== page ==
Lakewood’s Master Luthier

His unusual craft leads him around the world. Now, he’s living his dream in the heart of our neighborhood

Far from our neighborhood, in both time and space, one of the world’s most prized violins was almost lost.

It was 1953, and Sascha Jacobsen, concertmaster of the Los Angeles Philharmonic Orchestra, was driving on the Pacific Coast Highway when a flood suddenly overtook his car. In a rush, Jacobsen abandoned his vehicle, but not before reaching back to grab his prized instrument, a 1732 Stradivari violin coined “The Red Diamond.” Imagine his horror when he realized the flood currents had already swept it away.

Miraculously, it was found the next day, washed up on a Santa Monica beach three miles away, by an acquaintance of the Philharmonic’s music director, who knew about the loss. Water-logged and already falling apart, the violin was rushed to Hans Weisshaar, the legendary Los Angeles-based luthier, where immediate treatment prevented further warping and loss of varnish. Over the months to follow, a meticulous restoration process brought “The Red Diamond” back to its original splendor.

This is a favorite story ofLakewood resident Georg Eittinger, who also happens to be our neighborhood’s only master luthier. Eittinger and his wife, Ann, were transferred here in 2000 from London, where he worked for J&A Beare. Last year, he quit there and now works from a workshop in the neighborhood home he designed himself.

Eittinger, 38, says though his career is unusual, it was a natural choice for him, given his background and interests.

“Ever since I can remember,” he says, “I have been surrounded by musicians — my dad preparing his music for the choir and orchestra he conducted, both my sisters studying their violin or cello and, later on, studying voice. Today they both are professional singers and teachers, performing in concert and opera.”

Eittinger, who grew up near Munich, played three instruments — recorder, piano and violin — by the time he was 10. And music wasn’t his only interest as a child; he also loved woodworking and fine furniture, he says.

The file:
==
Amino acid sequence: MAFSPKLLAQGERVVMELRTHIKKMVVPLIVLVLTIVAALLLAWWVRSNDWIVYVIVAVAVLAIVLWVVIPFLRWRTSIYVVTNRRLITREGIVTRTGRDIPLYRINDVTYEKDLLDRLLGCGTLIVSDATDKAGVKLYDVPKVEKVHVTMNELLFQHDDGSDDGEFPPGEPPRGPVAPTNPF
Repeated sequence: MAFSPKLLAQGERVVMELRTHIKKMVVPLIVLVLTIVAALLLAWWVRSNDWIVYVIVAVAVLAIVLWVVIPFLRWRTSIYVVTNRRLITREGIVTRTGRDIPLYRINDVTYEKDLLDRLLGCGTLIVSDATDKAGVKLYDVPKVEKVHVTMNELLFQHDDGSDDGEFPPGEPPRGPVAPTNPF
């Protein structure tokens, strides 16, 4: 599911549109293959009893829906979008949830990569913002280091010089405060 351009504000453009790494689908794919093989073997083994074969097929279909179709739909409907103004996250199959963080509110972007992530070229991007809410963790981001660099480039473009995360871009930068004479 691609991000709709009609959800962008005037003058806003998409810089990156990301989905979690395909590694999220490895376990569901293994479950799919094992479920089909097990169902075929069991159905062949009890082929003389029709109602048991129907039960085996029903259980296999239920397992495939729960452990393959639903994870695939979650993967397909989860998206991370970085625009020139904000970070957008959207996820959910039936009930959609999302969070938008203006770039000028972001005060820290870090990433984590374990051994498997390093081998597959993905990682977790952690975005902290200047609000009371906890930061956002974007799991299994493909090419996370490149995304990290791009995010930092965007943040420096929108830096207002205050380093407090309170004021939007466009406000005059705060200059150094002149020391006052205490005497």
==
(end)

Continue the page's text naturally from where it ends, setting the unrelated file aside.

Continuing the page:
So it was natural that, when the time came for college, Eittinger chose the Mittenwald School of Violin Making.

“Violin making combines the interests of fine woodwork, music and antiques very well,” he says.

There he and about 40 other students spent three and a half years learning the tools of the trade. His first job out of college was at a Munich workshop — when he walked in to ask for work, his eyes alighted on two Stradivaris (Antonius Stradivari, 1644–1737, from Cremona, Italy, is widely recognized to be the most famous violin maker ever).

“I thought, ‘Wow, this is a place I want to work — I’d love to get my hands on those fiddles,’” Eittinger says. “Not everybody has Stradivaris in their shop.”

He impressed the shop’s owner and was hired, quickly “thrown into the high-end world of instrument restoration,” as he puts it.

From there, he worked at shops in Los Angeles (at the same workshop that restored “The Red Diamond”) and London’s J&A Beare, which eventually led to Dallas .

Through the years, with added experience, Eittinger’s interests expanded.

“In addition to seeing clients for sales, giving advice, appraising instruments and bows, servicing instruments and carrying out accident repairs for musicians,” he says, “I have about two or three big restoration projects ongoing. I also find time to make three or four violins a year.”

He works on some of the world’s most valued violins. A recent project was a 1750 French violin, an instrument so valuable that when the restoration is complete — a process that will take from nine months to a year — he will fly to to hand deliver it.

Restoration of high-end violins has fed his ambition; these days, he focuses much of his time crafting replicas of antique Italian masterpieces. Crafting one of these instruments consumes about 200 hours of his time, and he charges up to $18,000 for them.

“It is immensely challenging to do a replica of an old instrument,” he says. “I love the look of old instruments, with all the details and all the wear. I consider it an art form.”

For Eittinger, there’s no question he’s in the right career.

“I love the violin,” he says. “And I still love playing it, but I also love what I’m doing now. I’ve never really questioned it. It was the right thing to do.”

Still, he admits, it didn’t occur to him that his uncommon craft would bring him to Dallas.

“I never thought I’d go to the big city or a foreign country. I thought I’d sit in my little village and make little violins,” he says, laughing.

Dallas, and particularly its summer weather, has been a challenge for Eittinger and his wife, which is why, for two to three months out of every year, they pack up their two young twin sons and head to Georg’s second workshop near his family home in Germany. There he focuses his attention on making new violins.

For now, however, he and wife Ann are happy here. And, according to Ann, they couldn’t have picked a better neighborhood.

“We looked everywhere — from Plano to Oak Cliff,” she says of their hunt for a home. “And at the end of every day searching for a house, we’d come back here. We just loved it. And we’ve met so many nice, friendly and outgoing people here.”


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